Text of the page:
HealthDay News — For postmenopausal women with osteoporosis, romosozumab is associated with reduced risk of vertebral fracture at 12 months, according to a study published online September 18 in the New England Journal of Medicine. The research was published to coincide with the annual meeting of the American Society for Bone and Mineral Research, held from September 16 to 19 in Atlanta.
Felicia Cosman, MD, from the Regional Bone Center at Helen Hayes Hospital in West Haverstraw, N.Y., and colleagues randomized 7,180 postmenopausal women with a T score of −2.5 to −3.5 at the total hip or femoral neck to subcutaneous injections of romosozumab or placebo monthly for 12 months. Thereafter, patients in each group received denosumab for 12 months administered subcutaneously every six months.
The researchers found that 0.5% of patients in the romosozumab group and 1.8% in the placebo group had new vertebral fractures at 12 months (P<0.001). Clinical fractures occurred in 1.6 and 2.5% of patients in the romosozumab and placebo groups, respectively (P=0.008). No significant between-group difference was seen in the risk of non-vertebral fractures (P=0.10). After each group made the transition to denosumab, at 24 months, the rates of vertebral fractures were significantly lower in the romosozumab group (P<0.001).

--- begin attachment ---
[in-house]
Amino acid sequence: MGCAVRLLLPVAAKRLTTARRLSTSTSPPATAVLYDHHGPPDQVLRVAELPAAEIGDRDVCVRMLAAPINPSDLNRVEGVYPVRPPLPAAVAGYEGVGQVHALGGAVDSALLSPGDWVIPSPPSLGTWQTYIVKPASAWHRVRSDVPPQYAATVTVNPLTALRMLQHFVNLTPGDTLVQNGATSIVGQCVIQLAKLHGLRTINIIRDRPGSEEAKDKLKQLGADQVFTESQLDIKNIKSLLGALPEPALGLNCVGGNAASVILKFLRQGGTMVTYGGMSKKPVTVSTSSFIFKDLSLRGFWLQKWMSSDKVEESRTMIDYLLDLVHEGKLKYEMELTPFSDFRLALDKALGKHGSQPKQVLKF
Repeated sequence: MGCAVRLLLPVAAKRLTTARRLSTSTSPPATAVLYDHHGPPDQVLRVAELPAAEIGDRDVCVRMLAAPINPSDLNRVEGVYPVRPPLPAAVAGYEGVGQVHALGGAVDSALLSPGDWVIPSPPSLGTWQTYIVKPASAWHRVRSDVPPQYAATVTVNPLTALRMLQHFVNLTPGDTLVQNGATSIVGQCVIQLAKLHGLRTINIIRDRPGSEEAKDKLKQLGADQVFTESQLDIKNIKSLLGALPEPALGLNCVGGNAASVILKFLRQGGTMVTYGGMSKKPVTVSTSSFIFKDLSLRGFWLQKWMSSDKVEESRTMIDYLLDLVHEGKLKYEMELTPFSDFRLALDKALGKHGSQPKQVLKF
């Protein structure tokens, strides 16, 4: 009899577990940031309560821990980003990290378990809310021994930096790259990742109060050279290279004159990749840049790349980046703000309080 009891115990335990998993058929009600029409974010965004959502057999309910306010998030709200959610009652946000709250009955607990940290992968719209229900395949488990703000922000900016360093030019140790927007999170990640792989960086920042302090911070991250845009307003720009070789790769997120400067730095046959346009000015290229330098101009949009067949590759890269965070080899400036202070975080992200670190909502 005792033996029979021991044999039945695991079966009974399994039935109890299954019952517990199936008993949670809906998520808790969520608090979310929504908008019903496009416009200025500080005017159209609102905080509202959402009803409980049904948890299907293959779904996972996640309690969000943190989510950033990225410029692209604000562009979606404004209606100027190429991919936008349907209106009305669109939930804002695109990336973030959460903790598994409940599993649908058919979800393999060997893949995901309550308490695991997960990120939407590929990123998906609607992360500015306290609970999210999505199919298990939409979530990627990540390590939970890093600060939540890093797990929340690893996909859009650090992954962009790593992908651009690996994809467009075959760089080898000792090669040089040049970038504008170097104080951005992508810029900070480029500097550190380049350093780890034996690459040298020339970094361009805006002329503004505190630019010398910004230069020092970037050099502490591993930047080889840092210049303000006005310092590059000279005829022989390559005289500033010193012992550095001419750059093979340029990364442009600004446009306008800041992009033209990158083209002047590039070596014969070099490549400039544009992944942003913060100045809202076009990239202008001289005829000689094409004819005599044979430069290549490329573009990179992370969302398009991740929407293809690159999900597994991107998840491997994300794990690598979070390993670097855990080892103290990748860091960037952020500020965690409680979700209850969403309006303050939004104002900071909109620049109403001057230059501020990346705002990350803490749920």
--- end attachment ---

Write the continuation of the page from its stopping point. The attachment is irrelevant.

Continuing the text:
“In postmenopausal women with osteoporosis, romosozumab was associated with a lower risk of vertebral fracture than placebo at 12 months and, after the transition to denosumab, at 24 months,” the authors write.
The study was funded by Amgen and UCB Pharma, the manufacturers of romosozumab.